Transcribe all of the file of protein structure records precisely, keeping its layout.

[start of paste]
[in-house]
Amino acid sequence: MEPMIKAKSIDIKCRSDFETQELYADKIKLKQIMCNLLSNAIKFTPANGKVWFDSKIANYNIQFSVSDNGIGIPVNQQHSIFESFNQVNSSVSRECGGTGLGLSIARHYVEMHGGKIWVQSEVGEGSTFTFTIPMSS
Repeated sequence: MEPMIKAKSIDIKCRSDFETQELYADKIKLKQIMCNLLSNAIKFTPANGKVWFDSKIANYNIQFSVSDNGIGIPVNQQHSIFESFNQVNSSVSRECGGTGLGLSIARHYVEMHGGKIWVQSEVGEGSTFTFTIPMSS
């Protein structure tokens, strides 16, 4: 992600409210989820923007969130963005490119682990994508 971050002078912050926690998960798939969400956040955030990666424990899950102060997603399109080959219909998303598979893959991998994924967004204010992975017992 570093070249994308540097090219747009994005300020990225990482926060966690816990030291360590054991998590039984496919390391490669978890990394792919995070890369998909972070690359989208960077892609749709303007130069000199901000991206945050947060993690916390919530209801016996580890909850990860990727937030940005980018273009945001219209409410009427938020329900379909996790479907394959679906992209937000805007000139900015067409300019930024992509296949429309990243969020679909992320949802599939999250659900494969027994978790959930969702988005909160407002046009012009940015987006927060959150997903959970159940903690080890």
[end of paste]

[in-house]
Amino acid sequence: MEPMIKAKSIDIKCRSDFETQELYADKIKLKQIMCNLLSNAIKFTPANGKVWFDSKIANYNIQFSVSDNGIGIPVNQQHSIFESFNQVNSSVSRECGGTGLGLSIARHYVEMHGGKIWVQSEVGEGSTFTFTIPMSS
Repeated sequence: MEPMIKAKSIDIKCRSDFETQELYADKIKLKQIMCNLLSNAIKFTPANGKVWFDSKIANYNIQFSVSDNGIGIPVNQQHSIFESFNQVNSSVSRECGGTGLGLSIARHYVEMHGGKIWVQSEVGEGSTFTFTIPMSS
């Protein structure tokens, strides 16, 4: 992600409210989820923007969130963005490119682990994508 971050002078912050926690998960798939969400956040955030990666424990899950102060997603399109080959219909998303598979893959991998994924967004204010992975017992 570093070249994308540097090219747009994005300020990225990482926060966690816990030291360590054991998590039984496919390391490669978890990394792919995070890369998909972070690359989208960077892609749709303007130069000199901000991206945050947060993690916390919530209801016996580890909850990860990727937030940005980018273009945001219209409410009427938020329900379909996790479907394959679906992209937000805007000139900015067409300019930024992509296949429309990243969020679909992320949802599939999250659900494969027994978790959930969702988005909160407002046009012009940015987006927060959150997903959970159940903690080890």